I had finished two glasses of water and soaked my workout towel drying off by the time Angie’s elaboration had slowed down to, “what are you going to do about it?” I told her I thought I’d take a look. “It might just be a really big moth,” Angie finally said. I opened the door and immediately saw it roosting above our shower. It was clearly not a moth, but a small, mouse-sized, furry brown bat. It wasn’t moving much at all.
“Okay,” I said to Angie as she closed the bathroom door behind us. “Did your research come up with any advice about how to do this?” “Yes – stay calm,” she said, her voice clearly not calm. I turned back to the bat, empty tub in my hand. I slowly, slowly, closed on it and covered it with the tub. I heard a little flutter, but not much else. I slid the lid up between the opening and the wall where it had roosted until I had it enclosed.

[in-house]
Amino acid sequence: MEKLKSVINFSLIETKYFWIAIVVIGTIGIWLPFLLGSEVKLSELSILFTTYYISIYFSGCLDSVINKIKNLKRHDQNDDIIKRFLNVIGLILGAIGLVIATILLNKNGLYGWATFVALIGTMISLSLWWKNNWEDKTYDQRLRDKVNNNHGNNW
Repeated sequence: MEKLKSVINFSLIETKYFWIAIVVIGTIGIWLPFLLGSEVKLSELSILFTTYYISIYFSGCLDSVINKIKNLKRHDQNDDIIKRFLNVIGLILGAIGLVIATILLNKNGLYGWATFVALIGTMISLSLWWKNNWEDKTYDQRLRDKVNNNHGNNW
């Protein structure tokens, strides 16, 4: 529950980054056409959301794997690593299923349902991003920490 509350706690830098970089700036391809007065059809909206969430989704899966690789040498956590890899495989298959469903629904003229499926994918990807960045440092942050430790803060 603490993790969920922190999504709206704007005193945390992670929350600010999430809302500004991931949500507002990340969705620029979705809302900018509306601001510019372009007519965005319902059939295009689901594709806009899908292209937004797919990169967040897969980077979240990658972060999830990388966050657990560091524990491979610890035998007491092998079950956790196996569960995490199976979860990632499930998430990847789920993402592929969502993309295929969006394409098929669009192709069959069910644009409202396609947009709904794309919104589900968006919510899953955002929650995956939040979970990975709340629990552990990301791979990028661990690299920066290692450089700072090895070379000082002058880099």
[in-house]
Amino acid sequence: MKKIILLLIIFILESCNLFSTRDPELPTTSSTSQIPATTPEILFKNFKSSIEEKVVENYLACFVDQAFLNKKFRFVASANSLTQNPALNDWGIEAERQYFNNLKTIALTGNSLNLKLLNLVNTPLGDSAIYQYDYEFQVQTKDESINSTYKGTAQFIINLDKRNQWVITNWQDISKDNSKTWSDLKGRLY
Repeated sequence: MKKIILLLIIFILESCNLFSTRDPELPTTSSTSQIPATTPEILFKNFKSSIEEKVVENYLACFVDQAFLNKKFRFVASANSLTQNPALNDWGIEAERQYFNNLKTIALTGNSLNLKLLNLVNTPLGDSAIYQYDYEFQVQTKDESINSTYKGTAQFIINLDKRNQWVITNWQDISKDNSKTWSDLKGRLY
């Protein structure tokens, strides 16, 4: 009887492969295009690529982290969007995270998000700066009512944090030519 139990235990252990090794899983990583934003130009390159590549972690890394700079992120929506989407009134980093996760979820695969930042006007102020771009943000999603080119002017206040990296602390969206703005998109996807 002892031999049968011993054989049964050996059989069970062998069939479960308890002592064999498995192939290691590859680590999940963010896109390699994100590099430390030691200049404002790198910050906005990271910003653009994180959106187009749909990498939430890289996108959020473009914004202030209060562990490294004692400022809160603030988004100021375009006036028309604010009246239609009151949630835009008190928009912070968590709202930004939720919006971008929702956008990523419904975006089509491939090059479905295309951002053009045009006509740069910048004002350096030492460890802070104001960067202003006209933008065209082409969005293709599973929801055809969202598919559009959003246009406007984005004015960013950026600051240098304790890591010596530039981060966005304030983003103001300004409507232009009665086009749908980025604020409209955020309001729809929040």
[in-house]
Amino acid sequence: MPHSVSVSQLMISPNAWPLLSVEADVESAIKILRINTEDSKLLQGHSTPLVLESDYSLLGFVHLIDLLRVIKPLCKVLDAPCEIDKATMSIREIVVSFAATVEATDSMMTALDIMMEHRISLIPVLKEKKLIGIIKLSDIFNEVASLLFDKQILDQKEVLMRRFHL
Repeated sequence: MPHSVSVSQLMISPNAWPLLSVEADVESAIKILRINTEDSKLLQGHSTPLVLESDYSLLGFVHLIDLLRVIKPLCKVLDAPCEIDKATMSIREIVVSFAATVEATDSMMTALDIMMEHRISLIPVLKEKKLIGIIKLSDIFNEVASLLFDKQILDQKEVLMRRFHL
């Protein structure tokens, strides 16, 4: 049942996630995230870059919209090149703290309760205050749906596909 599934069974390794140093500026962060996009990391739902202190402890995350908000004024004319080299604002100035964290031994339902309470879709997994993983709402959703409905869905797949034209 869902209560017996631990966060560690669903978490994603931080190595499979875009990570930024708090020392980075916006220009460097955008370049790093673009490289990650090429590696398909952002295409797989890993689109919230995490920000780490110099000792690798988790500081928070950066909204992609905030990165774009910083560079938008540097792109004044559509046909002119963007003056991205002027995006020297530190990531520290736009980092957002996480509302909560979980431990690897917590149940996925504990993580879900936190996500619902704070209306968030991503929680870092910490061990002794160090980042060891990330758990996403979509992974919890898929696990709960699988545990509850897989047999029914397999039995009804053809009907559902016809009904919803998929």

“Yes!” Angie shrieked with excitement. We both proceeded outside (far away from the front door) to release the mosquito-eater back into the wild. I took it to the base of a tree, opened the lid, and let it gently roll out to the ground. Almost immediately, it fluttered back to life and took off.
So I guess that’s the happy ending to our midnight adventure!
Myotis lucifugus = little brown bat
It’s uncomfortable to think about one’s own mortality. However, there are moments in our lives when the subject is unavoidable. I had one of those moments last weekend at Silver Dollar City, in Branson, Missouri.
No, the “moment” didn’t happen on the death spiral of a roller-coaster, nor did it come by way of heat exhaustion from the blazing temperatures. This life-shaking moment came as I stepped off a main pedestrian thoroughfare to consult a map of the theme park. A terse voice surprised me, “What … are you looking for?”